You have probably heard of heirloom or heritage vegetables. You might also have noticed the diversity of strange vegetables on supermarket shelves, from rainbow coloured carrots to shapes you may never have seen before in your life. So, what are heirloom vegetables and why have they made such a comeback?

Although experts argue about the exact definition of heirloom seeds, they are basically seeds grown during earlier periods of human history rather than the modern varieties used for commercial production.

Most heirloom vegetables are open pollinated by birds, insects or wind, and retain their true characteristics, unlike cross-bred vegetables, which show a wide variety of characteristics not true to the original plant. Heirloom vegetables also have more flavour than commercially produced cross-bred varieties, as the latter are bred with the focus on improving traits for yield increase or pest resistance rather than flavour.

Before the industrialisation of the agricultural industry a much wider variety of plants were grown as food. Today agriculture focuses mainly on large monocultural production to maximise production and the consistency of produce. Heirloom gardening has been trending in response to this, with heirloom supporters wanting to not only increase the biodiversity of the food we eat, but also to preserve the heritage that these seeds hold within them.

This article explores the origins of a few selected vegetables based on information found in Heirloom Vegetable Gardening by William Woys Weaver. It also shares some tips on how to cook with each of the vegetables discussed.

Heirloom carrots

Carrots have been around since antiquity and the orange carrot we commonly see today dates back to Roman times. The less well-known colours, such as white, violet and yellow, all have unique origins. White carrots are native to Europe, while the yellow and violet varieties originated in Afghanistan.

Today there are many heirloom carrots to choose from. The reason for this that as carrots are extremely site-sensitive, nurserymen collected a wide variety of seeds to suit a range of situations, soils and climates. Major heirloom seed suppliers in South Africa usually have all three colours available, and they are often sold together as rainbow carrots.

Cooking tip: It is best to keep it simple when cooking with heirloom carrots. They are delicious roasted whole in the oven, or grated and served raw in a classic carrot salad with a little dressing.

Heirloom tomatoes

The tomato originated from South America and can be traced back to the time of the early Aztecs in 700 A.D. It was introduced to Europe in the 16th century when explorers discovered new lands and the plants native to them. Heirloom tomatoes come in a delightful range of shapes, sizes and colours, and often have quirky names.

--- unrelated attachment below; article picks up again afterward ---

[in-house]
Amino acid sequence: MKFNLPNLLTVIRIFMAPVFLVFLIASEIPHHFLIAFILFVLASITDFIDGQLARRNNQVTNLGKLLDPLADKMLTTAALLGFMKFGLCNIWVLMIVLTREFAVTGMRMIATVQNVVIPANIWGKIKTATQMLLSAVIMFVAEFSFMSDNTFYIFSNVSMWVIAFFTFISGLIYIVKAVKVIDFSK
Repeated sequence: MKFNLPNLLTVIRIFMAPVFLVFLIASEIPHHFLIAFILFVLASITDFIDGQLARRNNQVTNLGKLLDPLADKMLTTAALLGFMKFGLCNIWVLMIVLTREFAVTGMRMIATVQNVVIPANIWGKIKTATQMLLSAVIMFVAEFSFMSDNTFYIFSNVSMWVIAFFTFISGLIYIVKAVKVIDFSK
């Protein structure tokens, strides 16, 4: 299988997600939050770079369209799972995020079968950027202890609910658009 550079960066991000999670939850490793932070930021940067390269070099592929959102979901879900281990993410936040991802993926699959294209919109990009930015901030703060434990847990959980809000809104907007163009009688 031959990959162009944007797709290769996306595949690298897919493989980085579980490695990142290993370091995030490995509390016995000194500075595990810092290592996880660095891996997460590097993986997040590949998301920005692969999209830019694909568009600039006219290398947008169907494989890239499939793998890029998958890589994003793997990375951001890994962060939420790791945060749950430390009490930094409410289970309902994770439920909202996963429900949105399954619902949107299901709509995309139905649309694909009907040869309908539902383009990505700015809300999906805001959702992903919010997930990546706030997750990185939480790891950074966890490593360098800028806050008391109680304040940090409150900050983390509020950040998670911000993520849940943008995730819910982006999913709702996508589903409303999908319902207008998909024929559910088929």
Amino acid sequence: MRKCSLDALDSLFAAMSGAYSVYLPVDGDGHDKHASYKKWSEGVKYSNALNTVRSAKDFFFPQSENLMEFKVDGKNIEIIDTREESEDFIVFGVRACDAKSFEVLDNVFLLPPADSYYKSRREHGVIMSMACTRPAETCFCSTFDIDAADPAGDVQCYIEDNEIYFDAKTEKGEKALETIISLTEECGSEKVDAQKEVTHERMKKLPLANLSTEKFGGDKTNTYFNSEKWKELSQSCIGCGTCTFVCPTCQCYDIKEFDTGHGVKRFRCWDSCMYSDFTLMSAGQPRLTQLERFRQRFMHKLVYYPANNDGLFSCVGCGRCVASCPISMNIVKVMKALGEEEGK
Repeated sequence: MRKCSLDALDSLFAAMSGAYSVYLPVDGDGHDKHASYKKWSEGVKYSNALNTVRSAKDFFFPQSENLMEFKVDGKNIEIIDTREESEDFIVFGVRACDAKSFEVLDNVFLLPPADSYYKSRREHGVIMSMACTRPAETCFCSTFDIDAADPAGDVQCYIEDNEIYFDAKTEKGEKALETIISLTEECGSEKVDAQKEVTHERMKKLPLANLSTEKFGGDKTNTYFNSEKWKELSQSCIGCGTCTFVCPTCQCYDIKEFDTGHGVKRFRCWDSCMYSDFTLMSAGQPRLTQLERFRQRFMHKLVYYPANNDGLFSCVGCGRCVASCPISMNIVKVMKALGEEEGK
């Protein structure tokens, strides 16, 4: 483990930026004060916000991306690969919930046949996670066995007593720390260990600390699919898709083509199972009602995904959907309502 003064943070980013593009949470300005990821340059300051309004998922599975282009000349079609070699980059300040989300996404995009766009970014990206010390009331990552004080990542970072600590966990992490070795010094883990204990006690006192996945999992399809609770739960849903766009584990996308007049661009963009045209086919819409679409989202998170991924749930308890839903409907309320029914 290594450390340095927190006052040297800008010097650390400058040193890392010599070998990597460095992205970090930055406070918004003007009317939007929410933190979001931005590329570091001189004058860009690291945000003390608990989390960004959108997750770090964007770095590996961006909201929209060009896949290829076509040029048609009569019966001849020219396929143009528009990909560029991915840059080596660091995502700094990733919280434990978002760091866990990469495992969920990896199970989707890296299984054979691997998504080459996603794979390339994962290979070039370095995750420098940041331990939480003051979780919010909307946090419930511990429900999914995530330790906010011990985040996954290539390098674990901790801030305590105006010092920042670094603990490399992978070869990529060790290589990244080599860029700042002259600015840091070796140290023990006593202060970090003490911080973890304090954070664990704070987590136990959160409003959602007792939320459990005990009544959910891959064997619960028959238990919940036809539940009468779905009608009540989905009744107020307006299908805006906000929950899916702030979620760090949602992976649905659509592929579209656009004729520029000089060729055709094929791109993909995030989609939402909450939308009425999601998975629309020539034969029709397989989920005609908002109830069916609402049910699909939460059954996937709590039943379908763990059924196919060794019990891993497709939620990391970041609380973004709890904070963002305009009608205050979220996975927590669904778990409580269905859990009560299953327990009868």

Some heirloom tomatoes, such as the Crimson Cluster, a scarlet red tomato covered with golden yellow flecks, can no longer be found. The striped English tomato Tigerella, or the Isle of Man’s Schimmeig Stoo could be lineal descendants. Similar striped tomatoes can be found in the online catalogues of major local heirloom seed suppliers.

The catalogues list a wide variety of heirloom tomatoes, ranging from yellow, green, and dark brown to large, misshapen or small tomatoes, so seek out your favourites. Whichever you choose, keep cooking simple to bring out the lovely flavour of the tomatoes.

Cooking tip: Think toasted cheese and tomato sandwiches or a classic Caprese salad consisting of sliced tomatoes, mozzarella (usually buffalo mozzarella) and fresh basil.

Heirloom pumpkins

The baby marrow, patty pan and gem squash are generally considered as summer squashes because they are eaten in their unripened state, whereas pumpkins are usually left to ripen, which makes them starchier inside with a woody external rind. The terms ‘pumpkin’ and ‘squash’ are merely used for convenience; they are actually the same type of plant.

Common heirloom pumpkins in South Africa are the Wit Boerpampoen, a large white pumpkin, and the Maranka, also known as the Caveman’s Club gourd because of the narrow handle that ends in a knobbly club.

Cooking tip: Try pumpkin or squash fritters, or use these vegetables to bake bread. Play around with the different varieties when making your favourite pumpkin or squash dish to determine how their flavours differ. 

Ultimately, the best way to prepare heirloom vegetables is to cook them in a simple way, making the delicious flavours the focus of the dish. There are tons of tasty heirloom vegetable recipes online.  – Ursula Human, Farmbiz